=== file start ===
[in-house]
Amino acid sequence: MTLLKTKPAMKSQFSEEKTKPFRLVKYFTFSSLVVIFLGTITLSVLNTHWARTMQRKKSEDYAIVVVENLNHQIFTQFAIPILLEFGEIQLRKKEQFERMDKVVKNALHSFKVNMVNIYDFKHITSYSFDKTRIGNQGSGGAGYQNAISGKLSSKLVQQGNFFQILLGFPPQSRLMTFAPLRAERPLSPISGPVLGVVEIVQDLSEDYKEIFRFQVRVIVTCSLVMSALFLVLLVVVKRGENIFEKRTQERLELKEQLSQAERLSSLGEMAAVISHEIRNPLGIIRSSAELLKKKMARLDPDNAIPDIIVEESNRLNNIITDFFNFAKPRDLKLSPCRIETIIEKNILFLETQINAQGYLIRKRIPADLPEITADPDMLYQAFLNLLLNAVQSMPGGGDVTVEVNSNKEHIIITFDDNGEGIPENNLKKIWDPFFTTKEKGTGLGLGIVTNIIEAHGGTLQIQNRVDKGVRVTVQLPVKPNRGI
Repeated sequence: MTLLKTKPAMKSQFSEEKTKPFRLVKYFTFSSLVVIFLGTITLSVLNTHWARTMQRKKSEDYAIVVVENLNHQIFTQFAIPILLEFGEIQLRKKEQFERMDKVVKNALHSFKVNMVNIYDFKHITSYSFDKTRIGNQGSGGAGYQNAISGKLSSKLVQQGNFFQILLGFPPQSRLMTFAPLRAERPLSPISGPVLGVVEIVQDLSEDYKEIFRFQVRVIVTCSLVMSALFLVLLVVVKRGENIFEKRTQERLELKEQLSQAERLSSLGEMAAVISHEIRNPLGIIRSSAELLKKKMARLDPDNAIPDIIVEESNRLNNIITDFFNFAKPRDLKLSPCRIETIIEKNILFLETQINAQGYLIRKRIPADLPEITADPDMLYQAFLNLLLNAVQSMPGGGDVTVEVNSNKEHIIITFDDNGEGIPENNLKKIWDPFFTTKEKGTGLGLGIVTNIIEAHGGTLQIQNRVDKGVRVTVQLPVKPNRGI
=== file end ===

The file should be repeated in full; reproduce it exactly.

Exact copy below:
[in-house]
Amino acid sequence: MTLLKTKPAMKSQFSEEKTKPFRLVKYFTFSSLVVIFLGTITLSVLNTHWARTMQRKKSEDYAIVVVENLNHQIFTQFAIPILLEFGEIQLRKKEQFERMDKVVKNALHSFKVNMVNIYDFKHITSYSFDKTRIGNQGSGGAGYQNAISGKLSSKLVQQGNFFQILLGFPPQSRLMTFAPLRAERPLSPISGPVLGVVEIVQDLSEDYKEIFRFQVRVIVTCSLVMSALFLVLLVVVKRGENIFEKRTQERLELKEQLSQAERLSSLGEMAAVISHEIRNPLGIIRSSAELLKKKMARLDPDNAIPDIIVEESNRLNNIITDFFNFAKPRDLKLSPCRIETIIEKNILFLETQINAQGYLIRKRIPADLPEITADPDMLYQAFLNLLLNAVQSMPGGGDVTVEVNSNKEHIIITFDDNGEGIPENNLKKIWDPFFTTKEKGTGLGLGIVTNIIEAHGGTLQIQNRVDKGVRVTVQLPVKPNRGI
Repeated sequence: MTLLKTKPAMKSQFSEEKTKPFRLVKYFTFSSLVVIFLGTITLSVLNTHWARTMQRKKSEDYAIVVVENLNHQIFTQFAIPILLEFGEIQLRKKEQFERMDKVVKNALHSFKVNMVNIYDFKHITSYSFDKTRIGNQGSGGAGYQNAISGKLSSKLVQQGNFFQILLGFPPQSRLMTFAPLRAERPLSPISGPVLGVVEIVQDLSEDYKEIFRFQVRVIVTCSLVMSALFLVLLVVVKRGENIFEKRTQERLELKEQLSQAERLSSLGEMAAVISHEIRNPLGIIRSSAELLKKKMARLDPDNAIPDIIVEESNRLNNIITDFFNFAKPRDLKLSPCRIETIIEKNILFLETQINAQGYLIRKRIPADLPEITADPDMLYQAFLNLLLNAVQSMPGGGDVTVEVNSNKEHIIITFDDNGEGIPENNLKKIWDPFFTTKEKGTGLGLGIVTNIIEAHGGTLQIQNRVDKGVRVTVQLPVKPNRGI